30 States differ in requirements, but in general, s uccessful charter schools are released from some regulations that traditional public schools must follow. This freedom distinguishes charter schools from magnet schools (Martin & Burke, 1990; Teske & Schneider, 2000). Private and parochial schools enroll a pproximately 10% of Ameri mostly those of K indergarten and elementary school age. These schools are privately funded and receive minimal public financial support except for some transportation and special education programs (Martin & Burke, 1 990). Chubb (1987) suggests that private than f rom actual excellence in educating students The No Child Left Behind Act of 2001 (NCLB) amended the Elementary and Secondary Education Act of 1965 (ESEA) in a number of areas to strengthen choice and parent involvement in education. According to the U.S. Department of Education, No Child Left Behind is based on stronger accountability for results, more freedom for states and communities, proven education methods, and more choices for parents ( Choices for Parents ). NCLB Choice is a significant part of the Federal accountability legislation for Title I schools. This legislation establishes the right of parents whose children are assigned to a school in need of improvement to choose a better school. The choice however, is limited to other schools in the same district. This provision became effective in 2002 and participation rates have been very low (Howell, 2006; Liu & Taylor, 2005). In voucher plans, students receive tuition certificates, which may be redeemed at value of the voucher is usually based on a
31 whether private schools are included in the choices and in who is eligible to receive the vouchers. In universal voucher plans w ith no income requirements, all students theoretically have access to all schools. In targeted plans designed with the explicit purpose of integration, usually only poor and minority students receive the vouchers which allow then to attend better public sc hools and private schools that they could not afford without the subsidy (Liu & Taylor, 2005). Home has grown rapidly in recent years. Different states regulate home schooling to g reater or lesser degrees and there are differences in levels of cooperation between public schools and home school families. Constraints to Choice Much of the literature suggests that the re are equity concerns with choice plans (Andre Bechely, 2005; Archbald, 2004; Bastian, 1990; Fuller & Elmore, 1996; Goldhaber, 1999; Hardy, 2006; Hoxby, 2000; Liu & Taylor, 2005; Metz, 1990; Orfield, 1996, 1999; Smreker & Goldring, 1999; Weeres, 1990). The factors that inhibit choi ce plans from fulfilling the lofty goals of desegregation, parent empowerment, and equity fall into three main categories: the availability of quality alternatives from which to choose, access to appropriate school information upon which to base school cho ice decisions, and the time and distance limitations related to housing patterns and school locations (Hastings & Weinstein, 2008). In contrast, Bast and Wolberg (2004) describe these same factors as reasons why parents should, f rom an economic perspective be expected to choose appropriate schools for their children. They describe d these three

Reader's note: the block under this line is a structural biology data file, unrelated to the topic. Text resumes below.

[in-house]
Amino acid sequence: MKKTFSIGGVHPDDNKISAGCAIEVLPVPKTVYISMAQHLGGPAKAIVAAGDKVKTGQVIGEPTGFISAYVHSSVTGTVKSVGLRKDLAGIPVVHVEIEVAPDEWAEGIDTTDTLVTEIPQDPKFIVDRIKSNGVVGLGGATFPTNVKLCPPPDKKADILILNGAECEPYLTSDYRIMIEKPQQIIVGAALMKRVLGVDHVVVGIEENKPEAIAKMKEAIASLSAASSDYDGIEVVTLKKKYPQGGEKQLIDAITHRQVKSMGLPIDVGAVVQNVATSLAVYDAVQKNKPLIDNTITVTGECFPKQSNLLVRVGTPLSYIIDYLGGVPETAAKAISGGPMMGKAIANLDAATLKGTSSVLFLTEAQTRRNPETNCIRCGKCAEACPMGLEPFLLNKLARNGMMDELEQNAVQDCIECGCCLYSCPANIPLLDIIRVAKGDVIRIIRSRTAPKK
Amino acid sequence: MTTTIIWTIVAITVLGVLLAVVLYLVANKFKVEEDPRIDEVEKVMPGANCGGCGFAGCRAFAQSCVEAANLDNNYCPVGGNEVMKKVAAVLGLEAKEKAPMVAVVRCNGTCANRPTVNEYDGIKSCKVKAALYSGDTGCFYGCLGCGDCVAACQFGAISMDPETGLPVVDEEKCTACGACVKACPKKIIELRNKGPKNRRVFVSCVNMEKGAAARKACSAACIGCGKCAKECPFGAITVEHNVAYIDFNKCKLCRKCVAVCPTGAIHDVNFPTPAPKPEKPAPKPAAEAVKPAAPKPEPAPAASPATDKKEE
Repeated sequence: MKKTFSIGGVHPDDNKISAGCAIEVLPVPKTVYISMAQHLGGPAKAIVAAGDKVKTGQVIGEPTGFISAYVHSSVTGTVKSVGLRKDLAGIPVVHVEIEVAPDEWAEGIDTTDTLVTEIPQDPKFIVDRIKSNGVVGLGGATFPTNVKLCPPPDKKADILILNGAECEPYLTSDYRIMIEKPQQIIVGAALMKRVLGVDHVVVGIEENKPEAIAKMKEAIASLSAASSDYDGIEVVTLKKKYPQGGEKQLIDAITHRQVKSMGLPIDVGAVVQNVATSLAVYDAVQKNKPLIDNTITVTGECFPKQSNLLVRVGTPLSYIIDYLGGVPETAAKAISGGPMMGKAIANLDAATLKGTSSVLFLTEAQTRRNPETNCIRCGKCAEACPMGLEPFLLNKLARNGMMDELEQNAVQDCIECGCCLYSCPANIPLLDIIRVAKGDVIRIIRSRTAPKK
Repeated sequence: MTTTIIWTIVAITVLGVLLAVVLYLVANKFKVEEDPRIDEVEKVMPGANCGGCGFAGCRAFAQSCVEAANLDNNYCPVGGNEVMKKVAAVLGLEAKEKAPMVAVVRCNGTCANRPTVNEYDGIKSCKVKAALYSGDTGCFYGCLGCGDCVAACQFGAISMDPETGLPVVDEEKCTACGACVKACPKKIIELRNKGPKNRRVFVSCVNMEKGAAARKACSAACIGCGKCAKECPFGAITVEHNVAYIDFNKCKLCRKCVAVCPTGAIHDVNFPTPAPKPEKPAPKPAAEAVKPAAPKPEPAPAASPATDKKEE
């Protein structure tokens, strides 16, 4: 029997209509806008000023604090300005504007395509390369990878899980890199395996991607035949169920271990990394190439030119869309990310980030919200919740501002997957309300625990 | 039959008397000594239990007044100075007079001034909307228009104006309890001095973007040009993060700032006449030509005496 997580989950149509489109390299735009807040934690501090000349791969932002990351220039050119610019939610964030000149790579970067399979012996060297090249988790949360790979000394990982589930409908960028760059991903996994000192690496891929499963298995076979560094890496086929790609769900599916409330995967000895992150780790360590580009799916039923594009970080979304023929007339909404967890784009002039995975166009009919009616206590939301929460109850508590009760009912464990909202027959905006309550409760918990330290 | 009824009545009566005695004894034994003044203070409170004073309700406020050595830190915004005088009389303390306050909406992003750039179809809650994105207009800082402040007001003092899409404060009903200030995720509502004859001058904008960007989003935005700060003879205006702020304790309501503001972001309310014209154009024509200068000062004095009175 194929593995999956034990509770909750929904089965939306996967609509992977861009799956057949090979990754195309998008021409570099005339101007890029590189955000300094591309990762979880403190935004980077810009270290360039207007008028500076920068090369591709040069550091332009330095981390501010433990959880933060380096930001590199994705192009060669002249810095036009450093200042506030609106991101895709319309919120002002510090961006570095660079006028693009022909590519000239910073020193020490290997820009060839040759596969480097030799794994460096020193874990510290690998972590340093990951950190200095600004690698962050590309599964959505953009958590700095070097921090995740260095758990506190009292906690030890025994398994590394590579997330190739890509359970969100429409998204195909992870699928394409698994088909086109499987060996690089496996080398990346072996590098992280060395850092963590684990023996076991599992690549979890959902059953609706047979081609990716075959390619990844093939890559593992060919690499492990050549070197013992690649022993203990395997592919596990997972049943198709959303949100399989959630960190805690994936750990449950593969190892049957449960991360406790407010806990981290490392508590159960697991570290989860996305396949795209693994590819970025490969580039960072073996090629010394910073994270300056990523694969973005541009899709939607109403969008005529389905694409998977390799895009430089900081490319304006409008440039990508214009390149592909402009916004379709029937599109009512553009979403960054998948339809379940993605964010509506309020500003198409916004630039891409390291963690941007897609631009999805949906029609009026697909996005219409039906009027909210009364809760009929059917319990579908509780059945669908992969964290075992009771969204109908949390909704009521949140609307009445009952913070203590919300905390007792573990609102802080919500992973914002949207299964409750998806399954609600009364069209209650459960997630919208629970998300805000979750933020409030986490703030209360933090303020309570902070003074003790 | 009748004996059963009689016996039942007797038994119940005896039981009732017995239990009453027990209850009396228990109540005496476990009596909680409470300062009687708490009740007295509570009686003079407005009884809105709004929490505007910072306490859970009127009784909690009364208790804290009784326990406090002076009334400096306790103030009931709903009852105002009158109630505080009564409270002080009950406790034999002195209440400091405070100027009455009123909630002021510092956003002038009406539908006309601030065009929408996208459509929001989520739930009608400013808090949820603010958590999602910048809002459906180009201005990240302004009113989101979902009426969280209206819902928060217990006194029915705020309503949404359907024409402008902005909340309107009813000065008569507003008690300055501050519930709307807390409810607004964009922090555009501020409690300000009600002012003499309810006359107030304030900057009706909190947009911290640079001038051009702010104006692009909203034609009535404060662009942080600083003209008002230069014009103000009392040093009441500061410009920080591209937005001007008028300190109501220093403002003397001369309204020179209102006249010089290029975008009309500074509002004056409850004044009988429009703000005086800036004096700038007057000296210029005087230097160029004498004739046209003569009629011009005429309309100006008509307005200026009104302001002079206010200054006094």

32 and ben play a role in each area and one signi ficant constraint to choices that parents have is the availability of quality options (Dillon, 2008; Liu & Taylor, 2005). Liu and Taylor, in the Fordham Law Review (2005), suggest ed that while and Goldhaber (1999) specifically questioned whether any of the alternatives to attendance area school choice plan, including the NCLB Choice mandates, there must be qu ality alternatives for the choices to matter Neild (2005) suggested that in many urban areas, there are few schools that represent a real improvement over the failing school from which a st udent transferred. She concluded achieving stude nts, high school choice was Real choice depends not just on having quality schools in the plan, but having actual available seats in those schools. Constraints such as overcrowded schools in fast growing suburbs, racial quotas, and resistance to full participation by suburban schools limit the effectiveness of choice plans. Neild (2005) found that Philadelphia parents did not know that acceptance rates at different types of choice schools var ied from 43% at magnet school s and 38% at vocational schools; and averaged only 20% at the lottery based programs A ctual acceptance in these programs was as low as 0% in individual schools (Neild, 2005). So while there are theoretical choices, in reality, choosing and getting many highly sought after schools or programs are not realistic options. Real differences among schools and the limited available seats in highly sought after school reduce the impact of choice policies.